4 things aspiring BI professionals should know
By Times of India on 30 May 2014
Understand the Business Intelligence horizon – challenges and opportunities – in detail before making a career move
Industry analysts forecast continuous growth of Business Intelligence (BI) market globally. BI expertise and implementation has become one of the top technology priorities for CIOs. With data usage increasing globally at a rapid rate, most of the organisations rely heavily on creating unseen patterns to produce hidden data insights for making better business decisions. The IT industry is thus, experiencing a paradigm shift from building data-warehouse platform towards implementing trustworthy BI solutions.
If you aspire to be a professional in this space, it is important to understand the BI horizon. BI is an ocean and it is very easy for an aspiring professional to drown in the ocean without understanding the larger picture. So what are some basic but critical aspects that you need to take a look at? Neeraj Pandey, technical architect, Infinite Computer Solutions gives some solutions for our readers:
Understand BI opportunities that lie ahead
Virtually every small, mid-sized, and large business can benefit from BI. There are countless benefits that a reliable BI solution can offer to an organisation regardless of size. Moreover, with ever growing data size, ever expanding skill sets, ever spreading technology, its wings and BI needs rising exponentially, opportunities associated with BI implementation can only be imagined. Today, almost all organisations are in need of implementing BI solutions on top of data associated with them (internal or external).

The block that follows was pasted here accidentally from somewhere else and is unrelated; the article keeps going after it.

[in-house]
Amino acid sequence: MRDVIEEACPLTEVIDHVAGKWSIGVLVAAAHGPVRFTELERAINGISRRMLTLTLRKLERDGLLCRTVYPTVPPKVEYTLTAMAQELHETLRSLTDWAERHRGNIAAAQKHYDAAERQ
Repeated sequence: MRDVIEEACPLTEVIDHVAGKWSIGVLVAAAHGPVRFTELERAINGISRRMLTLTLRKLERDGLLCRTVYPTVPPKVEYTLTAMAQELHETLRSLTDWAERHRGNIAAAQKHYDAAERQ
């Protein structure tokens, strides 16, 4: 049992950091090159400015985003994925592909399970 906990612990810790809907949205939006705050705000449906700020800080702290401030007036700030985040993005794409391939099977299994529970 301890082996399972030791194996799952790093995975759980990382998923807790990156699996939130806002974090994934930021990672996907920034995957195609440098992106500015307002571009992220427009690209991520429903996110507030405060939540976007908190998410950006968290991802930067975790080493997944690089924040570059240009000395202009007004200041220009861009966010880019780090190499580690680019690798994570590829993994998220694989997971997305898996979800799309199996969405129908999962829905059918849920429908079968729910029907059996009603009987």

Emerging Trends in BI
Business Intelligence’s biggest emerging technology over the next decade will be using unused data (referred to as black data) and data originating from machine devices. Devices such as smartphones, machines and sensors give rise to data associated with GPS, sensor, web logs, RFID, social media and many more which can be transformed and processed to get information insights and data behavior. This provides senior executives with real-time access to sales trends, potential inventory issues, supply chain glitches, people sentiments and many more.
Challenges associated with BI implementation
For most organisations today, BI is one of the most important operational and budgetary priorities, while also being one of the most frustrating. Between 70-80% of corporate BI projects fail due to communication gap that lies between technology and business needs as a result of not being able to anticipate real business needs. Moreover, today’s analytical environment is getting extremely complex, with monstrous data being stored everywhere. In spite of millions being invested by organisations, typical BI solutions struggle to keep up with increasing volume and complexity of data and executives are often left discouraged by their inability to successfully achieve BI objectives.
Understand Myths around BI to avoid pitfalls
That so many organisations continue to struggle with BI despite its place as a major priority speaks of the notion that a series of strategic and tactical mistakes are undermining projects. More often than not, those mistakes are spurred by a number of commonly held BI myths. When bought into, these myths drive organisations to undertake sub-optimal practices that ultimately derail BI initiatives. Among many, here are some of very common BI myths:
- Reporting and Analysis are One And The Same: Many organisations fail to understand the difference between reporting and analysis. The problem starts when executives ask for a report when what they really need is an analysis.
- Single Platform Superiority: Many companies believe if they standardise on a single platform, their Analytical capability will improve while total cost of ownership decreases.
- With Increased Technological Capability Comes Success: Successful BI projects happen when good technology and sound processes intersect with a collaborative, data-driven organisational culture. Technology alone doesn’t dictate whether a BI project succeeds or fails.